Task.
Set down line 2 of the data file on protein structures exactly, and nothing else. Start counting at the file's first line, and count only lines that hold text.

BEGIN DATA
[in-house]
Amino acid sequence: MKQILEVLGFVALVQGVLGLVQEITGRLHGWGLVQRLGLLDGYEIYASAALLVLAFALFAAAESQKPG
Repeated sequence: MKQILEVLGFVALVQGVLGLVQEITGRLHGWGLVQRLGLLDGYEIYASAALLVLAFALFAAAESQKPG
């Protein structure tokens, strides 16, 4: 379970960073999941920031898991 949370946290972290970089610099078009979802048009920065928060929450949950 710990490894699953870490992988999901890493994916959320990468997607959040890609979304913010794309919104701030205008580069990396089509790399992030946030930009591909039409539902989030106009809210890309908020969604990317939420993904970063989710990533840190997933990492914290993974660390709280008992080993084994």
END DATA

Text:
Amino acid sequence: MKQILEVLGFVALVQGVLGLVQEITGRLHGWGLVQRLGLLDGYEIYASAALLVLAFALFAAAESQKPG